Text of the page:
top cx logo
cx logo
Explorearrow down
search icon

‘We plan to sell our French second home due to the 90/180 day rule’

British couple say they miss the flexibility of visiting as they want as they had done  over the last 30 years

Richard and Susie Thornely have owned their French second home for over 30 years Pic: Richard and Susie Thornely

A British couple who own a second home in Brittany say they plan to sell their property because of the effect of the 90-day stay rule on their freedom to visit. 

Retirees Richard and Susie Thornely have had their house near Saint-Cast-le-Guildo for over 30 years, “and we have been going out there nearly every month,” they told The Connexion. 

“If we look at a year, we would probably do a week in January or February, a couple of weeks in March, a couple of weeks in April and May and then probably about six weeks from June to July. We would then go for another couple of weeks in October to November.

“However, on top of that, we would probably normally go to Italy or Spain for two or three weeks, as well as maybe going elsewhere in France.”

Mr and Mrs Thornely had originally thought that the 90-day allowance in every 180 referred to a set period of six months, but then realised that it is a “count-back, a rolling 180 days.

Read more: Brexit: If I spend 90 days in France how many days until I can return?

“So when you actually look at our year, come the beginning of September we have to start waiting for weeks to drop off the beginning of those six months before we can go into Europe.”

Pic: Richard and Susie Thornely

The couple would not consider applying for a visa because they do not wish to spend extended periods of time in France at any one time, but rather miss the flexibility of being able to travel there and to other European countries whenever they liked.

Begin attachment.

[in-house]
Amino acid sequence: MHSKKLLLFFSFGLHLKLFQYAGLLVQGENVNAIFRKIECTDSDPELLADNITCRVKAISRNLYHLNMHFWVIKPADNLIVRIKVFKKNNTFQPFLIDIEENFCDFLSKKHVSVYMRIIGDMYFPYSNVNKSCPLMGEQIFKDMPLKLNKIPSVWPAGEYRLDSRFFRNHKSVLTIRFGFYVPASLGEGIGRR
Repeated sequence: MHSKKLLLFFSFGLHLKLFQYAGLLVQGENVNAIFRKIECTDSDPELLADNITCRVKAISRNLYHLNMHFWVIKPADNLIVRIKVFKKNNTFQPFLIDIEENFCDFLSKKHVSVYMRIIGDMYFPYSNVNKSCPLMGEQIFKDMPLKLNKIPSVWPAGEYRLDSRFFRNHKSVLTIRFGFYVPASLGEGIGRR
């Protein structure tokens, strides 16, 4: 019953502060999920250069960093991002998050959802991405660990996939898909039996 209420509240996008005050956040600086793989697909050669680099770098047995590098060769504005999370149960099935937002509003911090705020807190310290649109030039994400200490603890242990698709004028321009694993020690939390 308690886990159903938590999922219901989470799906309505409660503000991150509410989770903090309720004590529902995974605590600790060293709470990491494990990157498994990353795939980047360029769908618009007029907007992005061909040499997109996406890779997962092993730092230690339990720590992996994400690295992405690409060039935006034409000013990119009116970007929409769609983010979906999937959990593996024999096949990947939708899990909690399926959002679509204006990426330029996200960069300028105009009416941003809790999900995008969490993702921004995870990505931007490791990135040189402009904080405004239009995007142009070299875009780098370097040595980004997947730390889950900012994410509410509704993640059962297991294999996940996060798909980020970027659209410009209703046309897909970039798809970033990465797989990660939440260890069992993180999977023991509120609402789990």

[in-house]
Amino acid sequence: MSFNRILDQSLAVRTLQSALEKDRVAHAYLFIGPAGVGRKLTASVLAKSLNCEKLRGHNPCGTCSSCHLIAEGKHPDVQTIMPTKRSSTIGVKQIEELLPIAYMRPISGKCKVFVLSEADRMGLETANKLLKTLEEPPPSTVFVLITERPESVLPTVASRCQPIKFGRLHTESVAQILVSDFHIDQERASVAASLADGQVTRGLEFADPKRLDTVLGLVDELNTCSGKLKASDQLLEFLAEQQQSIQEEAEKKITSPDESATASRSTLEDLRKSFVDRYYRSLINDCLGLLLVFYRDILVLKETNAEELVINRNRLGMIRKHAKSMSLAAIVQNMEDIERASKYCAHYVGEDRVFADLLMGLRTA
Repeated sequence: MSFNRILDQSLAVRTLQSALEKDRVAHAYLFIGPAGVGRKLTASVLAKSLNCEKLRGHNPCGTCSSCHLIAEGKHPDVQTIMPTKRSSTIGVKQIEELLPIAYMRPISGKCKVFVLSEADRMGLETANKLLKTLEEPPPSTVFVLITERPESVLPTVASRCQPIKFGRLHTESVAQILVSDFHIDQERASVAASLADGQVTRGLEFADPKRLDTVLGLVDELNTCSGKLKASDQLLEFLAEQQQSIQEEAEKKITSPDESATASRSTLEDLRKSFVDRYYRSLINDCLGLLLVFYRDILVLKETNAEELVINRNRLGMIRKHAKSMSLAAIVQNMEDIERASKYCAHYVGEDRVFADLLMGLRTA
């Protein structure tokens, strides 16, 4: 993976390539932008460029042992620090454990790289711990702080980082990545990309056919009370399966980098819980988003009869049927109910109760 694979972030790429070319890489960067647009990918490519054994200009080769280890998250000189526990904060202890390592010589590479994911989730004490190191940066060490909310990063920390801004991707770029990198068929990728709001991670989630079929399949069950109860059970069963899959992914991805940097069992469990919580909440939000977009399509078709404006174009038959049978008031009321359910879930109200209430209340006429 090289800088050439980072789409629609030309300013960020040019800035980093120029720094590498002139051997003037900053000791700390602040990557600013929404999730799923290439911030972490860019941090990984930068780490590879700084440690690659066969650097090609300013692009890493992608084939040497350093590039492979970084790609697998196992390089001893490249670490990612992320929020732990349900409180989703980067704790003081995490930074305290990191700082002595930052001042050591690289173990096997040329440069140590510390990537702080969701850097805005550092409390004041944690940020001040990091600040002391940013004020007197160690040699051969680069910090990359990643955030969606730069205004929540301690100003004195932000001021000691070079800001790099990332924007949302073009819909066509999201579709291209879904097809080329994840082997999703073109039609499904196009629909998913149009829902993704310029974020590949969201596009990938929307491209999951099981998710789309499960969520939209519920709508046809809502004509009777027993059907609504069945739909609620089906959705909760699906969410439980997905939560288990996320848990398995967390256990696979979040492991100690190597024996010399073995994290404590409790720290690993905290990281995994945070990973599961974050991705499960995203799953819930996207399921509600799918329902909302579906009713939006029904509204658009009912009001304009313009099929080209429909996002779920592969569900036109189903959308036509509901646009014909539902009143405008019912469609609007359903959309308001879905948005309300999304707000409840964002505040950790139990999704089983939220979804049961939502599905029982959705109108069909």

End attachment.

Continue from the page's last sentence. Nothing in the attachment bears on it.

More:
“So the spontaneity of thinking: ‘Let’s go over to France this weekend’ has been lost because we have now got to calculate; we virtually have to plan our whole year at the start.”

This, paired with the way in which “British residents just couldn’t come to the country” when the Omicron Covid variant emerged last December, means that “the French government’s attitude hasn’t impressed us.”

“We have spent a lot of money on this house and had planned to spend much of our retirement there, but as it stands this will not happen,” Mrs Thornely said. 

“The 90 days has a real impact because we still have the taxe d’habitation and everything else to pay,” Mr Thornely added. 

These factors have brought the couple to the decision that the best thing would be to sell their second home. 

“It’s devastating. Our children have grown up in that house, as we’ve had it for 30 years. We’ve had weddings there, the children have been going out with their friends. We’re saddened by the whole thing,” they said. 

Related articles 

Brexit updates: residency cards, passport stamps, UK-France deliveries

How do I apply for a French visa if I live in Northern Ireland?

How do French long-stay visas work with the 90-day allowance?

Resident or second-home owner in France?
Benefit from our daily digest of headlines and how-to's to help you make the most of life in France
By joining the newsletter, you agree to our Terms & Conditions and Privacy Policy
See more popular articles
The Connexion Help Guides
featured helpguide
Visa and residency cards for France*
Featured Help Guide
- Visas and residency cards (cartes de séjour) for France help guide - Understand when visas and residency cards are required to move to France or come for an extended stay - Applies to Britons (post-Brexit) and to all other non-EU/non-EEA/Swiss nationalities - Useful to anyone considering a move to France, whether for work or otherwise, or wanting to spend more than three months at their French second home
Get news, views and information from France